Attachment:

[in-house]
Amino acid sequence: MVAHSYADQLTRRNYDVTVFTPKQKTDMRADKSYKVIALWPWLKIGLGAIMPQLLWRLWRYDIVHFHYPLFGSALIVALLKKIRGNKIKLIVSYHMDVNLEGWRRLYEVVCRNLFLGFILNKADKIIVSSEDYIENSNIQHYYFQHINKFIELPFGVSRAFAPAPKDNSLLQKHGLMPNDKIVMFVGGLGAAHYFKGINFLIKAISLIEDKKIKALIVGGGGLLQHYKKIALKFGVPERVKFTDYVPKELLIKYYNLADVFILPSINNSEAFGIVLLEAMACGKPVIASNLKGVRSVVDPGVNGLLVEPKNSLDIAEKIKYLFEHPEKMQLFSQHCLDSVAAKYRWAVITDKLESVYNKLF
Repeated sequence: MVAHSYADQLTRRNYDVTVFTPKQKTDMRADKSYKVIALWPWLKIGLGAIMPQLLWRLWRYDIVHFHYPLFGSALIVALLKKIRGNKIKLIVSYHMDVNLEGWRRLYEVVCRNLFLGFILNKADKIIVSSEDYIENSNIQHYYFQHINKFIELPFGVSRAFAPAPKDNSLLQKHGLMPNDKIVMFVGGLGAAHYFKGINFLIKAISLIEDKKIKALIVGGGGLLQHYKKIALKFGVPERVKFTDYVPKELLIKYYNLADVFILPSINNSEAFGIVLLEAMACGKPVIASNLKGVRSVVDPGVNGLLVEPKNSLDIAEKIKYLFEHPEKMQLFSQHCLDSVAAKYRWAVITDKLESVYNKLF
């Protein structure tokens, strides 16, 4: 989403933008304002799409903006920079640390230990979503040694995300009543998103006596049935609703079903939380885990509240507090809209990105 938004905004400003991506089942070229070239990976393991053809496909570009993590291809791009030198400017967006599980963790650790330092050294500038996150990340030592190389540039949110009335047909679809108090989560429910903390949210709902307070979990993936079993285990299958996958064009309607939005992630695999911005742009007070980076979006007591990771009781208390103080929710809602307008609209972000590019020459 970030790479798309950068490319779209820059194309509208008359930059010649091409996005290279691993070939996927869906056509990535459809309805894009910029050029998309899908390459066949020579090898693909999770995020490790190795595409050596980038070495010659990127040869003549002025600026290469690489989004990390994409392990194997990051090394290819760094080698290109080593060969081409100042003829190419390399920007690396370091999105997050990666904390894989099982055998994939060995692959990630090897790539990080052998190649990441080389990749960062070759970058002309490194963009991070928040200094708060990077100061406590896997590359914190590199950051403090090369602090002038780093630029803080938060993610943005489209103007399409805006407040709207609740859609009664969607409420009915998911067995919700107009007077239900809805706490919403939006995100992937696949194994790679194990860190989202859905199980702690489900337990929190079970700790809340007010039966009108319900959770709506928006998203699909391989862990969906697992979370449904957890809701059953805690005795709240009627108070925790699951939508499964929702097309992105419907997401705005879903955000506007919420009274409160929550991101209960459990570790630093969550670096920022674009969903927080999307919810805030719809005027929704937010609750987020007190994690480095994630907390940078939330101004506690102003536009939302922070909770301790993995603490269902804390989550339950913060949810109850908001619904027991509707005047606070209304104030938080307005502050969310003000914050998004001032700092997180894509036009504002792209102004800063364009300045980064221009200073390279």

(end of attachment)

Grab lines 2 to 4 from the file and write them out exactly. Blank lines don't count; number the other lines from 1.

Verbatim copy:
Amino acid sequence: MVAHSYADQLTRRNYDVTVFTPKQKTDMRADKSYKVIALWPWLKIGLGAIMPQLLWRLWRYDIVHFHYPLFGSALIVALLKKIRGNKIKLIVSYHMDVNLEGWRRLYEVVCRNLFLGFILNKADKIIVSSEDYIENSNIQHYYFQHINKFIELPFGVSRAFAPAPKDNSLLQKHGLMPNDKIVMFVGGLGAAHYFKGINFLIKAISLIEDKKIKALIVGGGGLLQHYKKIALKFGVPERVKFTDYVPKELLIKYYNLADVFILPSINNSEAFGIVLLEAMACGKPVIASNLKGVRSVVDPGVNGLLVEPKNSLDIAEKIKYLFEHPEKMQLFSQHCLDSVAAKYRWAVITDKLESVYNKLF
Repeated sequence: MVAHSYADQLTRRNYDVTVFTPKQKTDMRADKSYKVIALWPWLKIGLGAIMPQLLWRLWRYDIVHFHYPLFGSALIVALLKKIRGNKIKLIVSYHMDVNLEGWRRLYEVVCRNLFLGFILNKADKIIVSSEDYIENSNIQHYYFQHINKFIELPFGVSRAFAPAPKDNSLLQKHGLMPNDKIVMFVGGLGAAHYFKGINFLIKAISLIEDKKIKALIVGGGGLLQHYKKIALKFGVPERVKFTDYVPKELLIKYYNLADVFILPSINNSEAFGIVLLEAMACGKPVIASNLKGVRSVVDPGVNGLLVEPKNSLDIAEKIKYLFEHPEKMQLFSQHCLDSVAAKYRWAVITDKLESVYNKLF
């Protein structure tokens, strides 16, 4: 989403933008304002799409903006920079640390230990979503040694995300009543998103006596049935609703079903939380885990509240507090809209990105 938004905004400003991506089942070229070239990976393991053809496909570009993590291809791009030198400017967006599980963790650790330092050294500038996150990340030592190389540039949110009335047909679809108090989560429910903390949210709902307070979990993936079993285990299958996958064009309607939005992630695999911005742009007070980076979006007591990771009781208390103080929710809602307008609209972000590019020459 970030790479798309950068490319779209820059194309509208008359930059010649091409996005290279691993070939996927869906056509990535459809309805894009910029050029998309899908390459066949020579090898693909999770995020490790190795595409050596980038070495010659990127040869003549002025600026290469690489989004990390994409392990194997990051090394290819760094080698290109080593060969081409100042003829190419390399920007690396370091999105997050990666904390894989099982055998994939060995692959990630090897790539990080052998190649990441080389990749960062070759970058002309490194963009991070928040200094708060990077100061406590896997590359914190590199950051403090090369602090002038780093630029803080938060993610943005489209103007399409805006407040709207609740859609009664969607409420009915998911067995919700107009007077239900809805706490919403939006995100992937696949194994790679194990860190989202859905199980702690489900337990929190079970700790809340007010039966009108319900959770709506928006998203699909391989862990969906697992979370449904957890809701059953805690005795709240009627108070925790699951939508499964929702097309992105419907997401705005879903955000506007919420009274409160929550991101209960459990570790630093969550670096920022674009969903927080999307919810805030719809005027929704937010609750987020007190994690480095994630907390940078939330101004506690102003536009939302922070909770301790993995603490269902804390989550339950913060949810109850908001619904027991509707005047606070209304104030938080307005502050969310003000914050998004001032700092997180894509036009504002792209102004800063364009300045980064221009200073390279």